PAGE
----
In fact, it did.

The new system, which opened up American immigration to the world, has dramatically shifted the blend of people coming to the country while contributing to the surge in immigrants from Mexico and Latin America entering the U.S. without documentation-neither of which its authors ever intended.

There were "a whole series of consequences unleashed" by this new law, says UCLA Law professor Hiroshi Motomura, author of Americans in Waiting: The Lost Story of Immigration and Citizenship in the United States.

Though the 1965 law eliminated ceilings on visas for specific ethnicities across Asia and Africa, it did keep a cap in place for the Eastern Hemisphere-encompassing migrants from Europe, Africa and Asia. As a compromise, it also set the cap on immigration from the Western Hemisphere for the first time. That's right: The U.S. used to allow unlimited immigration from Mexico. Even as restrictionists had layered on more and more limits on immigrants, starting with the Chinese in the 1880s, the Japanese around the turn of the century, and the rest of Asia, Africa and much of Europe in the 1920s, the U.S. allowed the open flow of immigration from Canada and nations to the south, part of what was considered a "good neighbor" policy.
 
To read the entire article, go to Newsweek.
"Stand Stronger" Citizenship Awareness Campaign
Since the beginning of his Administration, President Obama has made clear that we are stronger as a nation when we welcome immigrants and refugees into our communities and harness their entrepreneurial spirit. At its heart, America is and has always been a nation of immigrants. Immigrants and refugees contribute to our country's social and cultural fabric, and are critical to our country's continued economic prosperity.  Today, on Citizenship and Constitution Day, President Obama launched the "Stand Stronger" Citizenship Awareness Campaign, a project with nonprofit Civic Nation, to encourage eligible immigrants to take an important step in their American journey and commit to citizenship.  

According to the most recent estimates, there are approximately 13.3 million LPRs living in the United States, and 8.8 million of them are eligible to apply for citizenship. This includes over 3 million refugees who have resettled here since 1975 from countries that span the globe. Nearly one out of every three eligible individuals obtained LPR status in 1990 or earlier, meaning that many have been part of our communities for decades. But they don't yet enjoy all of the rights, benefits, and responsibilities that come with being a full American citizen.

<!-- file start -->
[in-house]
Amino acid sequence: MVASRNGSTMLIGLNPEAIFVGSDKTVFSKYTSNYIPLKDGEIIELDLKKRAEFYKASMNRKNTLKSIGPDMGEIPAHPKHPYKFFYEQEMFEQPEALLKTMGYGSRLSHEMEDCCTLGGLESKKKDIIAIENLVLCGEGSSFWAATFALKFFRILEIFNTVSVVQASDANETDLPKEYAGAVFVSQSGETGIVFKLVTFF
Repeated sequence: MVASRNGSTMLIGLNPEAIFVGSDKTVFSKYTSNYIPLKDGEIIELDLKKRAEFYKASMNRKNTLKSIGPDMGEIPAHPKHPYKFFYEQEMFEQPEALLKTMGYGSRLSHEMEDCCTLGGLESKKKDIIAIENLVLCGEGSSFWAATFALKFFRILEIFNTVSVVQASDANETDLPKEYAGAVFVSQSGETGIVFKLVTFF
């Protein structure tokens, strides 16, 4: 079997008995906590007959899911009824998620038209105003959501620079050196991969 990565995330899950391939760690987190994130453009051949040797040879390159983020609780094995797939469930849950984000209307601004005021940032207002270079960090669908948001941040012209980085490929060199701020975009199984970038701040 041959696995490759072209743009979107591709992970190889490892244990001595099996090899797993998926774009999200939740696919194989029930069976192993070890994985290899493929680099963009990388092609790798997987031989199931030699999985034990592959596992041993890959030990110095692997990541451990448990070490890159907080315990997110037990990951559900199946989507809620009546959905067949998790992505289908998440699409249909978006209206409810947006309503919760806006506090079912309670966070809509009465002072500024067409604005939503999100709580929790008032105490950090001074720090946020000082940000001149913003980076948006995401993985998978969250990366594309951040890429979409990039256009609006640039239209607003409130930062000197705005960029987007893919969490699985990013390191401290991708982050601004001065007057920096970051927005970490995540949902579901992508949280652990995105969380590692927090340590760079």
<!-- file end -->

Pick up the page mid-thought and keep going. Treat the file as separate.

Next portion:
As part of the campaign, the White House is working to engage immigrant- and refugee- serving organizations around the country that provide in-person assistance and legal services to individuals eligible to naturalize.

To read the details of this campaign, to to the White House FACT SHEET.

 Moving Forward: 

Immigration in 2016 and Beyond

JOIN the U.S. Conference of Catholic Bishops and Justice for Immigrants at the upcoming National Convening:



Wednesday - Friday, November 11-13, 2015 
Four Points Sheraton Hotel at O'Hare Airport 
Chicago, Illinois

Conference begins at 4 pm on November 11 and concludes at noon on February 13.

Conference costs:

 $250/double (shared) room; $350/single room - prices include two nights lodging, all meals, conference materials, reception, shuttle to/from O'Hare.


$150 for local attendees (not needing lodging); $75 for one day attendance  Includes meals, conference materials, reception and free hotel parking.


Register for the conference at http://bit.ly/1LrZ6Vg

Join the Justice for Immigrants Campaign

The 
Justice for Immigrants Campaign continues to build its grassroots support for comprehensive immigration reform.   

If you want to be notified of immigration legislation updates , NOW is the time to join the JFI Action Alert list.  Sign up at: 
The Irish Apostolate USA is the umbrella organization for the Irish Immigration Pastoral and Outreach Centers in the United States, under the direction of the Irish Episcopal Council for Emigrants.  

The IAUSA receives financial support from the IECE and also from the DFA Emigrant Support Programme for some of its' activities and outreach.

Please visit our website for more information: 
 
Geri Garvey, Administrator
Irish Apostolate USA
Phone: 240-535-9205    Email: administrator@usairish.org